Grafton News: First Circuit Court rules in railroad’s favor on LPG transloading facility

A unanimous three-judge panel of the First Circuit Court of Appeals Friday slammed the door on the Town of Grafton’s efforts to stop the Grafton & Upton Railroad from building and operating its liquid propane transloading facility at its North Grafton rail yard, 42 Westboro Road.  The decision comes a little more than a year after the Town of Grafton appealed the federal Surface Transportation Board’s decision in favor of the railroad.

In doing so, the court found that the STB was correct in its finding “…that state and local permitting and preclearance requirements, including zoning requirements, are preempted with regard to the construction and operation of the facility…”

“I’m extremely happy with this decision, which affirms what the railroad has been saying all along, that the Town would have been better off working with us than spending three years and hundreds of thousands of tax dollars fighting this matter legally,” said Grafton & Upton owner Jon Delli Priscoli.  “We will now work to bring this much needed domestic energy to market to satisfy the growing demand.”

In a decision dated October 16, the court found no merit in any of the town’s arguments, either discounting their arguments as insufficient, or ruling that the town tried to introduce arguments that it had not raised at the STB in the first instance.

The court rejected the Town’s contention that the facility does “not constitute transportation by a rail carrier.”  The court rejected as “meritless” the Town’s contention that the Interstate Commerce Commission Termination Act does not pre-empt the railroad from local permitting.  The court also agreed with the STB and the railroad that well established precedent blocked the Town’s attempt to raise arguments on appeal that it had not raised before the STB.  These revolved around Grafton’s local health and safety jurisdiction and an effort to invoke the National Environmental Policy Act, a federal environmental review process.  In short, the Court rejected every argument the town raised in its appeal, and also ordered, “Costs to respondents (STB) and intervenor (Grafton & Upton Railroad).”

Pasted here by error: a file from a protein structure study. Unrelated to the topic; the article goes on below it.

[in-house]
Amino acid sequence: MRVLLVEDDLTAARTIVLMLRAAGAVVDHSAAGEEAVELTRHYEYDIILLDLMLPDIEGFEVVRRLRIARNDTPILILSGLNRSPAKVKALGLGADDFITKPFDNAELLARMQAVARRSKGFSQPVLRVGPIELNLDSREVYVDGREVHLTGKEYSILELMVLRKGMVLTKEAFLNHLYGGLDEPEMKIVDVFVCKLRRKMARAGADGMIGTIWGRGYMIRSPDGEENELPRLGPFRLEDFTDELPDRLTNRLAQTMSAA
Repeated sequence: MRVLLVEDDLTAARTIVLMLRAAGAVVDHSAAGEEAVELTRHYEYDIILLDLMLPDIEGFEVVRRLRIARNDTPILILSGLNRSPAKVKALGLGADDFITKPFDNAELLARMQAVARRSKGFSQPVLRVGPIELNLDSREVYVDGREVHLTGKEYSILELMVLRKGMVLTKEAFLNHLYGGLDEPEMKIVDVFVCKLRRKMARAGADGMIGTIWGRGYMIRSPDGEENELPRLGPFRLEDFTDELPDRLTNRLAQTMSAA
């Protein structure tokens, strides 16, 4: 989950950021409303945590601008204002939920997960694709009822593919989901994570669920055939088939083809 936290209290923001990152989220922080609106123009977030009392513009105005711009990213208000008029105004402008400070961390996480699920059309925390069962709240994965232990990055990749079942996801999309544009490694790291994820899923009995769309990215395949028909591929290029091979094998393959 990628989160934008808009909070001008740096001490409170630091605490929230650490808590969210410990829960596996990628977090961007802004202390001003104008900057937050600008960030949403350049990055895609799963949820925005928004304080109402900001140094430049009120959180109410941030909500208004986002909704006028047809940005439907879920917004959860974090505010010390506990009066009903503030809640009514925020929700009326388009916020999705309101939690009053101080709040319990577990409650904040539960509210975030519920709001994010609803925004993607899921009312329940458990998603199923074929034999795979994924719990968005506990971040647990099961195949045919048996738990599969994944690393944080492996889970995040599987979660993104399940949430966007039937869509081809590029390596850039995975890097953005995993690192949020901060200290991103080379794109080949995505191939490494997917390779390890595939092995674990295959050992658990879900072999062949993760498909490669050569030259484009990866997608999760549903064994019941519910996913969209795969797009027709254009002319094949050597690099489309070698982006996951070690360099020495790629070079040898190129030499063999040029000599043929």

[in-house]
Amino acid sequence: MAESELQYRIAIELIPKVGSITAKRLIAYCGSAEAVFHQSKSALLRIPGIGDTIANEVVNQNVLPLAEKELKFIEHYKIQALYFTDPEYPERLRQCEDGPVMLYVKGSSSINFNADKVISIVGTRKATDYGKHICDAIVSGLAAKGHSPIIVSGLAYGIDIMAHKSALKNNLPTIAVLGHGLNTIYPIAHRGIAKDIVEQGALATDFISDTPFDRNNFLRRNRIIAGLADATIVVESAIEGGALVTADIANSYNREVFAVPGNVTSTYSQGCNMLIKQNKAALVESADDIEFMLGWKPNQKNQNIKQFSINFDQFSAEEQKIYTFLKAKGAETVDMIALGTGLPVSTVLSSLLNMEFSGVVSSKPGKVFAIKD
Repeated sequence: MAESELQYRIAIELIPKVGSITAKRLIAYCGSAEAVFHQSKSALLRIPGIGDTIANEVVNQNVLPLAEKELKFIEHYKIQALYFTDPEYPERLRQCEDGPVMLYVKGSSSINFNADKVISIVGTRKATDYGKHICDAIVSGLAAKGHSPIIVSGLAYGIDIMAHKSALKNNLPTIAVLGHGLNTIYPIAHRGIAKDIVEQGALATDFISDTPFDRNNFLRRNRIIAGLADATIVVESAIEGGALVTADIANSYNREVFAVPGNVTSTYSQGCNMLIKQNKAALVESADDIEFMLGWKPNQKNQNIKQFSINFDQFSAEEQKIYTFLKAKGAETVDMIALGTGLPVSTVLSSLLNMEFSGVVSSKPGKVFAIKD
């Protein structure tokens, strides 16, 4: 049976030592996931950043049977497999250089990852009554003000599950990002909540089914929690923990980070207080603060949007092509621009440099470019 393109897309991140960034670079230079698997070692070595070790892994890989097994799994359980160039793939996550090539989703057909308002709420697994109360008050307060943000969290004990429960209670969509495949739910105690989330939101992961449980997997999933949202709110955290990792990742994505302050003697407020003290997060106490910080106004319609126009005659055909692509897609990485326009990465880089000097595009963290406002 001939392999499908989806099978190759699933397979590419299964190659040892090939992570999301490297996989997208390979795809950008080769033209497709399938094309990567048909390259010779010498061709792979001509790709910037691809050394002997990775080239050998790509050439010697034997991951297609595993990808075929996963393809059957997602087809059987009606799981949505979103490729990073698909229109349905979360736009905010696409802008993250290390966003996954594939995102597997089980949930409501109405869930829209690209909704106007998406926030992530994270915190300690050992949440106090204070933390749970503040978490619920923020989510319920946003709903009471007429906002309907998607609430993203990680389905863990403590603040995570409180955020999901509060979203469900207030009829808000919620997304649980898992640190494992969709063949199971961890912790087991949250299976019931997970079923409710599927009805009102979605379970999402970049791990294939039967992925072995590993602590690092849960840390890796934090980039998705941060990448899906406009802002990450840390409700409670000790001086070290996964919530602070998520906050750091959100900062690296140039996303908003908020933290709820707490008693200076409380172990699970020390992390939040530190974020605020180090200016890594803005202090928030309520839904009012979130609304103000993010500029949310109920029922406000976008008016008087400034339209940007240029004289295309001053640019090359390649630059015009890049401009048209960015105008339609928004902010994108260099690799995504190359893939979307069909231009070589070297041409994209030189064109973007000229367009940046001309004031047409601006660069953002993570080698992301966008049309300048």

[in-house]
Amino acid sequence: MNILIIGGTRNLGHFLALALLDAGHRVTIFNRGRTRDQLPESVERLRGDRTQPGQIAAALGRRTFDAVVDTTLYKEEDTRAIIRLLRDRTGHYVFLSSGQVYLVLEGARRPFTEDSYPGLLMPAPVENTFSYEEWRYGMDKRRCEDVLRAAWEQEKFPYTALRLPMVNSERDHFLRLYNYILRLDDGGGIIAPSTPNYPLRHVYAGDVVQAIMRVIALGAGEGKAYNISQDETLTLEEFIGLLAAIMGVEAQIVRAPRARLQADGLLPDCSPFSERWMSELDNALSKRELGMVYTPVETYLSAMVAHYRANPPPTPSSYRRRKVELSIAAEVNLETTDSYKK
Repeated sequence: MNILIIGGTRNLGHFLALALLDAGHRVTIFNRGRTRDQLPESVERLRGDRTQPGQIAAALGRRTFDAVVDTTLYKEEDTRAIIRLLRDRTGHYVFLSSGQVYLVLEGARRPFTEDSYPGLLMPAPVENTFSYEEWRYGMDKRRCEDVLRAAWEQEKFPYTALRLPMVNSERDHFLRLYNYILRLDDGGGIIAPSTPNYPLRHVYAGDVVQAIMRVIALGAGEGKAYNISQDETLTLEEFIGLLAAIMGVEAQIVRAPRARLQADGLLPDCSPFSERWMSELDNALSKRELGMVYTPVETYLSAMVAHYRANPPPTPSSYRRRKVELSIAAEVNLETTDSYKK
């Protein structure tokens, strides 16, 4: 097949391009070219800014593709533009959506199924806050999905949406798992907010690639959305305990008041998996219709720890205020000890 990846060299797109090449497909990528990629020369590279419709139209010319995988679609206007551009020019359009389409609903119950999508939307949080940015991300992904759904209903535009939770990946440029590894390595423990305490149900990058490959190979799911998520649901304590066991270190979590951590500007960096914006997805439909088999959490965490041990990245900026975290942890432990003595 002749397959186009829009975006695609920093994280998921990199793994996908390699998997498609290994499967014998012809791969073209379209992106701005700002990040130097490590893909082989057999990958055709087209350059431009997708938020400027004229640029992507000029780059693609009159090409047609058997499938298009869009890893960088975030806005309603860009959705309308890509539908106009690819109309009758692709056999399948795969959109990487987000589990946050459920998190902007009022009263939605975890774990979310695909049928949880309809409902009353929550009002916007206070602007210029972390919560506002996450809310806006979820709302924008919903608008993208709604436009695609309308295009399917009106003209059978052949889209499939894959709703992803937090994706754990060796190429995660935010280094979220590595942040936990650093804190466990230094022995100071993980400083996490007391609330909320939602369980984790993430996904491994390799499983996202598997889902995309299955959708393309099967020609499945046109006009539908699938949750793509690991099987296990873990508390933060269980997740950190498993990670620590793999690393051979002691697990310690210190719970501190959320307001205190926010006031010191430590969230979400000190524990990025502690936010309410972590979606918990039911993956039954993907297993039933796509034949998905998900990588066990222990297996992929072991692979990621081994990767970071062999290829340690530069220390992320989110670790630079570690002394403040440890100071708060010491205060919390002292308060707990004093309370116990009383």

The decision brings the First Circuit, which covers MA, ME, NH, RI, and Puerto Rico, into line with other federal courts around the country on the subject of federal law preempting state and local permitting and preclearance  regulations governing rail transportation, according to John A. Mavricos, Christopher, Hays, Wojcik & Mavricos, LLP, who argued the case for the railroad.  Mavricos noted that the resounding totality of the decision and the uniformity of opinion among the several federal court jurisdictions make any further  review of the case unlikely as well.

In another case brought by a group of citizens from Upton challenging certain aspects of G&U’s operations at its yard in Upton, the Court confirmed that transloading cargo from railcars to trucks is rail transportation and that the transloading is being provided by a rail carrier, thereby exempting the transloading from state and local regulation.  The Court determined, however, that the STB had not properly analyzed activities relating to the transloading of wood pellets from railcars to trucks and remanded the matter to the STB.  The STB will now consider more specifically whether the transfer of wood pellets into bags for final delivery by truck constitute activities that facilitate the physical movement of the pellets.

The G&U continues to believe that the pellet transloading activities do in fact constitute transportation by rail that is exempt from state and local permitting and preclearance regulation.  The G&U will continue to take all required steps to give the STB the necessary information that is required in clarifying this issue to the Court’s satisfaction.

press release from the G&U

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